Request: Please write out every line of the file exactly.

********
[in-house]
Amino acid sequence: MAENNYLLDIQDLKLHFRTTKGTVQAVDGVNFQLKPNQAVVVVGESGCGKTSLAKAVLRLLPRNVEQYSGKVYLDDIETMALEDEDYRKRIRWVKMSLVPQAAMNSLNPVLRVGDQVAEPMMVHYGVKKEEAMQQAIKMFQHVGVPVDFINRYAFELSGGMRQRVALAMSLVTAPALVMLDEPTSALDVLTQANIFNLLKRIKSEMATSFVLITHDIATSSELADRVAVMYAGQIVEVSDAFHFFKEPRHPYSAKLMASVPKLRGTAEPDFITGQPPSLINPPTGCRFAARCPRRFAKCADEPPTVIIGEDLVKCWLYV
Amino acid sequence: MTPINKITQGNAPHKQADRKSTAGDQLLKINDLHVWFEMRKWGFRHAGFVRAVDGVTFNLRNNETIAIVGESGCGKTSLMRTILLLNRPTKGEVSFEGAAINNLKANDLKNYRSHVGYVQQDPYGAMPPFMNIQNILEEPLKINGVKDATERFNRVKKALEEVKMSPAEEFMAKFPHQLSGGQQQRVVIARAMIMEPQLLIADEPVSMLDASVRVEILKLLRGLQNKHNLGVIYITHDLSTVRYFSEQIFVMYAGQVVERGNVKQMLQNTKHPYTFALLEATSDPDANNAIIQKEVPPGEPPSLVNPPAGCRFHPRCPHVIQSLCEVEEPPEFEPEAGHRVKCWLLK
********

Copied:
[in-house]
Amino acid sequence: MAENNYLLDIQDLKLHFRTTKGTVQAVDGVNFQLKPNQAVVVVGESGCGKTSLAKAVLRLLPRNVEQYSGKVYLDDIETMALEDEDYRKRIRWVKMSLVPQAAMNSLNPVLRVGDQVAEPMMVHYGVKKEEAMQQAIKMFQHVGVPVDFINRYAFELSGGMRQRVALAMSLVTAPALVMLDEPTSALDVLTQANIFNLLKRIKSEMATSFVLITHDIATSSELADRVAVMYAGQIVEVSDAFHFFKEPRHPYSAKLMASVPKLRGTAEPDFITGQPPSLINPPTGCRFAARCPRRFAKCADEPPTVIIGEDLVKCWLYV
Amino acid sequence: MTPINKITQGNAPHKQADRKSTAGDQLLKINDLHVWFEMRKWGFRHAGFVRAVDGVTFNLRNNETIAIVGESGCGKTSLMRTILLLNRPTKGEVSFEGAAINNLKANDLKNYRSHVGYVQQDPYGAMPPFMNIQNILEEPLKINGVKDATERFNRVKKALEEVKMSPAEEFMAKFPHQLSGGQQQRVVIARAMIMEPQLLIADEPVSMLDASVRVEILKLLRGLQNKHNLGVIYITHDLSTVRYFSEQIFVMYAGQVVERGNVKQMLQNTKHPYTFALLEATSDPDANNAIIQKEVPPGEPPSLVNPPAGCRFHPRCPHVIQSLCEVEEPPEFEPEAGHRVKCWLLK